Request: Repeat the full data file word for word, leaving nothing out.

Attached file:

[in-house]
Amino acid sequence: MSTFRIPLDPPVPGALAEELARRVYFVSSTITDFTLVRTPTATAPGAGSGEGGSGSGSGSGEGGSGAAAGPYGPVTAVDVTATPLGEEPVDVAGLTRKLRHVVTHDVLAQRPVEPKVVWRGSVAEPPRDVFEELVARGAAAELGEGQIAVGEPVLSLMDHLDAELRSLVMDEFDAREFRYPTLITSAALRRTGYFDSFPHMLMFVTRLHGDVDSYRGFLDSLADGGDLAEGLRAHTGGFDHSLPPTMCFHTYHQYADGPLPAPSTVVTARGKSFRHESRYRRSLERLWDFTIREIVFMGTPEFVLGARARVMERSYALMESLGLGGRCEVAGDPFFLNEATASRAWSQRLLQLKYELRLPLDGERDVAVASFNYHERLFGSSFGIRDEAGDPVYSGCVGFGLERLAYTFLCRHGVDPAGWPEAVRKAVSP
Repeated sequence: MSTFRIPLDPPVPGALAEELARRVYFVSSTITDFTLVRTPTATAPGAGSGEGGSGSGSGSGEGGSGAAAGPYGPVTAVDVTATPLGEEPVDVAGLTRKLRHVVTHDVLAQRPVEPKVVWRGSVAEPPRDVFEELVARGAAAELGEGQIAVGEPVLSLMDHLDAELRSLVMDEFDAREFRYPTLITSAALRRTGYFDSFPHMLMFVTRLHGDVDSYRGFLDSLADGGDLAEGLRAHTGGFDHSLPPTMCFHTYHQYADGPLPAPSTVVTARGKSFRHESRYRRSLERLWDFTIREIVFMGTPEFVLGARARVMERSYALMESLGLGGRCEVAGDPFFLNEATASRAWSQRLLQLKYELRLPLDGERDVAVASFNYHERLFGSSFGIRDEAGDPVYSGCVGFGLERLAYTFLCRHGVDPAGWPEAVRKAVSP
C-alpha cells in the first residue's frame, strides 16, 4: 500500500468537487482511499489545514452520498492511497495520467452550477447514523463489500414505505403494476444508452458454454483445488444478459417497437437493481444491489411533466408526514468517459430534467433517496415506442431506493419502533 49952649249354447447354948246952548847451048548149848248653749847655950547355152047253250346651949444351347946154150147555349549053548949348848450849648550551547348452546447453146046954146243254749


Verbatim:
[in-house]
Amino acid sequence: MSTFRIPLDPPVPGALAEELARRVYFVSSTITDFTLVRTPTATAPGAGSGEGGSGSGSGSGEGGSGAAAGPYGPVTAVDVTATPLGEEPVDVAGLTRKLRHVVTHDVLAQRPVEPKVVWRGSVAEPPRDVFEELVARGAAAELGEGQIAVGEPVLSLMDHLDAELRSLVMDEFDAREFRYPTLITSAALRRTGYFDSFPHMLMFVTRLHGDVDSYRGFLDSLADGGDLAEGLRAHTGGFDHSLPPTMCFHTYHQYADGPLPAPSTVVTARGKSFRHESRYRRSLERLWDFTIREIVFMGTPEFVLGARARVMERSYALMESLGLGGRCEVAGDPFFLNEATASRAWSQRLLQLKYELRLPLDGERDVAVASFNYHERLFGSSFGIRDEAGDPVYSGCVGFGLERLAYTFLCRHGVDPAGWPEAVRKAVSP
Repeated sequence: MSTFRIPLDPPVPGALAEELARRVYFVSSTITDFTLVRTPTATAPGAGSGEGGSGSGSGSGEGGSGAAAGPYGPVTAVDVTATPLGEEPVDVAGLTRKLRHVVTHDVLAQRPVEPKVVWRGSVAEPPRDVFEELVARGAAAELGEGQIAVGEPVLSLMDHLDAELRSLVMDEFDAREFRYPTLITSAALRRTGYFDSFPHMLMFVTRLHGDVDSYRGFLDSLADGGDLAEGLRAHTGGFDHSLPPTMCFHTYHQYADGPLPAPSTVVTARGKSFRHESRYRRSLERLWDFTIREIVFMGTPEFVLGARARVMERSYALMESLGLGGRCEVAGDPFFLNEATASRAWSQRLLQLKYELRLPLDGERDVAVASFNYHERLFGSSFGIRDEAGDPVYSGCVGFGLERLAYTFLCRHGVDPAGWPEAVRKAVSP
C-alpha cells in the first residue's frame, strides 16, 4: 500500500468537487482511499489545514452520498492511497495520467452550477447514523463489500414505505403494476444508452458454454483445488444478459417497437437493481444491489411533466408526514468517459430534467433517496415506442431506493419502533 49952649249354447447354948246952548847451048548149848248653749847655950547355152047253250346651949444351347946154150147555349549053548949348848450849648550551547348452546447453146046954146243254749